Stay Healthy, Stay Secure : Work From Home Cybersecurity Tips

Stay Healthy, Stay Secure : Work From Home Cybersecurity Tips

Depending where in the world you live, you are either already working remote, getting ready to start a two-week period of working remote or contemplating the idea. These measures are implemented to avoid the spreading of the COVID-19 pandemic known as coronavirus. For some of you, working remote is just another option, for others this might be a completely new environment you are forced to follow.

While staying healthy is everyone’s priority, cyber safety should be in consideration for every remote employee. Working at home means lower security measures and a higher chance of cybercrime.

Whether you are using the company’s laptop or your own, here are five recommendations for safe remote working while we ride the coronavirus outbreak.

1. Virtual Private Network (VPN): Chances are you are working remote by connecting to your home WiFi. While your internet is probably password-protected, having a VPN adds another layer of security. If you don’t have one, ask your IT department before you do any work that involves sensitive company data.

2. Multi-factor authentication (MFA): implement multi-factor authentication as an added security layer. An example of multi-factor is having a code sent to your smartphone when you are trying to log in to a portal. Which means if your credentials are compromised, they still won’t access that portal without that second security measure.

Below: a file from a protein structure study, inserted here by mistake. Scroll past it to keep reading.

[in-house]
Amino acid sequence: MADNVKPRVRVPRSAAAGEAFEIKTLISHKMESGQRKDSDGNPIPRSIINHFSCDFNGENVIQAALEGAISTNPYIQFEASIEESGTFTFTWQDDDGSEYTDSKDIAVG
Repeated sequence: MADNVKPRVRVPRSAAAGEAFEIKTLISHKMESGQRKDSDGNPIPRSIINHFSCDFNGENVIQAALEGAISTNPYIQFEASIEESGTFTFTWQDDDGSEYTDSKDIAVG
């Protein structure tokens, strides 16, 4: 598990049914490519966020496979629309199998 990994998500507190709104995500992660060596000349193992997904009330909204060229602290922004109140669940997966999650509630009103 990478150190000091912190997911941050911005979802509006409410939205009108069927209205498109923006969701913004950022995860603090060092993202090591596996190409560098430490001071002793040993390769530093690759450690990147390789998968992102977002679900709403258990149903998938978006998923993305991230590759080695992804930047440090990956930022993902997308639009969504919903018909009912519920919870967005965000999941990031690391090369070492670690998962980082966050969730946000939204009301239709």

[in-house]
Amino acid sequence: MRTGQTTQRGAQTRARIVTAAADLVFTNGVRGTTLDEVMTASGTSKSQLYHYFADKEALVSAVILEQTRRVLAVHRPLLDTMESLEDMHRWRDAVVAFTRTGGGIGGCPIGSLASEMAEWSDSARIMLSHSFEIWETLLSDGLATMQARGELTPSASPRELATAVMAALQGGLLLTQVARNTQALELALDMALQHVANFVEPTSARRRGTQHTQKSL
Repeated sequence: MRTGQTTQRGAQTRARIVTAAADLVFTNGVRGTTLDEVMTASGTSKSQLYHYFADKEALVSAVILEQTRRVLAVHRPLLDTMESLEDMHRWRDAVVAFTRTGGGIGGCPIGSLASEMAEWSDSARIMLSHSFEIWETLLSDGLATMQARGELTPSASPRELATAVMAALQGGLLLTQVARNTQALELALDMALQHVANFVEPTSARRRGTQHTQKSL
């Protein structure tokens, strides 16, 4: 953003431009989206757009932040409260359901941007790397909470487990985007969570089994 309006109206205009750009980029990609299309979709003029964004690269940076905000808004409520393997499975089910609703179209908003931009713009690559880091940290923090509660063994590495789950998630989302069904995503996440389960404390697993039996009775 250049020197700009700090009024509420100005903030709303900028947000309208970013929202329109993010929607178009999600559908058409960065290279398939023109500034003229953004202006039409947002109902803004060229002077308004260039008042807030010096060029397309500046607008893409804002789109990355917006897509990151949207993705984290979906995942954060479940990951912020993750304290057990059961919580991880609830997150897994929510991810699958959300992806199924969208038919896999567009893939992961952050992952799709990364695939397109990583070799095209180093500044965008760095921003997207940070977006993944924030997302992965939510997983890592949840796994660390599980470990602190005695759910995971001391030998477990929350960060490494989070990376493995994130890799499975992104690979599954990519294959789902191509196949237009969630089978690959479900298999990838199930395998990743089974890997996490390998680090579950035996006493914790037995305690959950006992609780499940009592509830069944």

3. Phishing attempts: Expect more phishing attempts during this work remote period. Be diligent, watch for urgent subject lines, grammar mistakes, funny looking email addresses and report to your IT department. Use video conferencing when possible to avoid chat spoofing attacks. Always speak up when something doesn’t feel right.

4. Data storage: Try limiting the data on your local hard drive. Use a cloud or remote server when possible. It’s easier to hack data storage locally than in a cloud. By saving your date on a remote server, you are adding an extra “wall” for cybercriminals to hack.

5. Children’s online safety: If you are a parent, there is a high chance you are working remote while having to take care of your kiddos. Screen time will be one of the many ways you occupy their time so that you can get some work done. Keep in mind, they are using the same network you are. If they are not being safe, their actions could impact your company’s security.

a. Make sure to set-up parental controls so they don’t have the authority to download any app.

b. Teach them to not share any personal information if they are playing a game that involves in-game chatting

c. Show them how to create strong passwords if a log in is needed

d. Teach them to be diligent of unfamiliar activity so they can report to you immediately

We hope these suggestions make your remote working experience easier to navigate and most importantly, more secure. Always ask your IT department for advice and recommendations and don’t hesitate to let them know of suspicious activity.

Source : Center for Cyber Safety and Education

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